I have learned many things as a chronicler of the digital media industry over the last decade plus.
But one of the definitive items is this: you will always be proven wrong about any prognostication on Yahoo, not because what youÂ said wasn’t the path Yahoo took, but that it didn’t take any.
Unless of course Yahoo’s procrastination was your prognostication.
With a brand new CEO now at the helm, Yahoo’s choice on running-while-standing-still has run out. That much is sure.
Besides the industry-mystifying choice of ex-PayPal president Scott Thomson, there’s a lot of movement on disposing off its Asian stakes, part of its “trying to unlock the value” of its assets.
And it looks like it is happening soon: now there’s a M&A wish-list as part of “a tax-efficient asset swap with Alibaba and Softbank,” according to a report in Bloomberg this week.
All which seem very random, only being considered because their size may fit what all parties need in terms of size of transaction to close the swap-deal. And that they’re conveniently part-owned by private-equity firms, all of which happen to want to part-buy Yahoo as well.
But let’s step back a bit. What does Yahoo want to be when it, well, gets born again?
Back in 2005, when Yahoo was trying to reinvent itself under Terry Semel, I suggested that it buy Martha Stewart Living Omnimedia — back when Martha mattered — as a way to double down on women’s media and lifestyle play, a huge market, and more importantly, a unifying plan.
We all know how that and subsequent attempts went.
With the Asian sell-offs, it will have around $10 billion or more in cash, and why not use it for transformative acquisitions to help build around a theme? What could that theme be, large enough for Yahoo to continue to be one of the largest Internet players in the world?
Here’re my humble suggestion for Yahoo: start by redefining yourself as the “people-powered listings business”.
And it won’t be a stretch: after all, Yahoo started as a listings layer on top of the web, with its directory service, which curated everything interesting to “surf” at that time.
Why not go back to that theme, and stretch it to the users?
What that means is instead of investing everything in expensive original content (which it needs to do in certain verticals like news, sports, finance, if only as a glue that holds everything else together) or tech (a losing battle in face of Google, Facebook, take-you-pick-startup), use your users to help build the next version of Yahoo.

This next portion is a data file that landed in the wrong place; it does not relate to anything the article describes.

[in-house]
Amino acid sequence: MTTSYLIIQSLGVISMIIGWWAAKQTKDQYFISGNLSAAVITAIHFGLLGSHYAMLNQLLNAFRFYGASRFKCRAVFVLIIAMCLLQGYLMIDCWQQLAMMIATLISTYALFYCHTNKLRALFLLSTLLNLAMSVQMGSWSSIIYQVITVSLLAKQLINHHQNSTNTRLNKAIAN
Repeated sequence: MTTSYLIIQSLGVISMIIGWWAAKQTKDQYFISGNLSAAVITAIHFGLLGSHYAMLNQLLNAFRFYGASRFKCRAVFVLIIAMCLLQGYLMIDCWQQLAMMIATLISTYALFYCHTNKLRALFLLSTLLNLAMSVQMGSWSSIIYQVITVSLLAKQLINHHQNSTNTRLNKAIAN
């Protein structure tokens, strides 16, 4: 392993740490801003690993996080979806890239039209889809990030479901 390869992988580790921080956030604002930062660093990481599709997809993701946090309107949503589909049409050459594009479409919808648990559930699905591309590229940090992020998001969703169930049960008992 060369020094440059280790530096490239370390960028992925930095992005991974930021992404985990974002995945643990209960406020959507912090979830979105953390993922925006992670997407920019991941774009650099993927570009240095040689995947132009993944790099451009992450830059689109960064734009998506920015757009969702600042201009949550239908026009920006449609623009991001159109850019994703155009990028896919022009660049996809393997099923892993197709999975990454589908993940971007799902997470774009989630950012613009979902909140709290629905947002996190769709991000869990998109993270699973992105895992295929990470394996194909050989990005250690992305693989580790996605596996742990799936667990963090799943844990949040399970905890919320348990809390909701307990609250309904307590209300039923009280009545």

Let them curate the real world, through reviews and ratings of these listings. This isn’t a small vertical business, this is a huge intelligence layer over the world that Yahoo, with its money and users, can piece together better than almost anyone can.
User generated opportunity
TripAdvisor is about a $630 million (2011 estimates) revenue business, about $3.5 billion market cap, top-line revenue growth of over 30% over the past several quarters and at least 50 percent operating margin, so those numbers themselves paint a big story.
It has a huge repository of user-gen content that actually works and leads to transactional and advertising
opportunities, and has a big worldwide footprint and potential.
It also plays into the two biggest growth “sectors” for anyone in digital: mobile and social, and TripAdvisor, in its own messy way, has done a lot in both.
Of course there’s the small matter of trying to convince Barry Diller, who continues to be TripAdvisor (and indeed Expedia’s) largest shareholder, but when has Diller ever shied away from a large M&A deal?
Another adjacent, people-powered listings business is Yelp, smaller than TripAdvisor, and private, and Elevation Partners, its major private equity shareholder, would be happy to do a deal, anything thatÂ will make its much-panned portfolio and exits look better.
Yelp’s numbers are less readily available, but it is viewing an IPO, according to a NovemberÂ reportÂ by WSJ.
Revenue estimates for Yelp are around $100 million in 2012, and the IPO is expected to value it anywhere between $1 billion to $2 billion. Yelp is TripAdvisor’s cousin, with potential to be joined at the hip when put together with TripAdvisor, exact same philosophy in the transaction+advertising mix.
An expansion on that theme would include listings (and resulting transactions) businesses which could use that reviews layer added to them: HomeAway in the TripAdvisor-adjacent vacation rentals business, and OpenTable with its Yelp-adjacency.
A global web layer
All of this also helps Yahoo forge a path independent of the other better-positioned internet giants like Google and Facebook and even similarly-troubled ones like AOL.
Almost all of these and smaller startup players are better at tech, Yahoo will never win that game in Silicon Valley or outside.
And every large media and every tech-trying-to-be-media company will continue to build content assets, and chip away at the media ad dollars, with the resultant downward ad pricing pressures that all of us are aware of.
This plan leverages its user base, still the second largest in the world, to build its future.
It allows Yahoo to be the utility layer of the world, a daily use across all forms of digital delivery, online and mobile, and at the nexus of every large internet trend: be a platform, and leverage local, social and mobile (there, I finally used that buzz phrase!).
It can continue to focus on content assets that build on top of those listings and reviews assets, as a loyalty driver.
NB: This is a guest article by Rafat Ali, an entrepreneur, journalist and founder of paidContent. Ali is currently working on his new still-in-development-startup Skift, a travel intelligence company.
NB2:Â Disclosure – Ali is a shareholder in Yahoo.
NB3: Image via Shutterstock.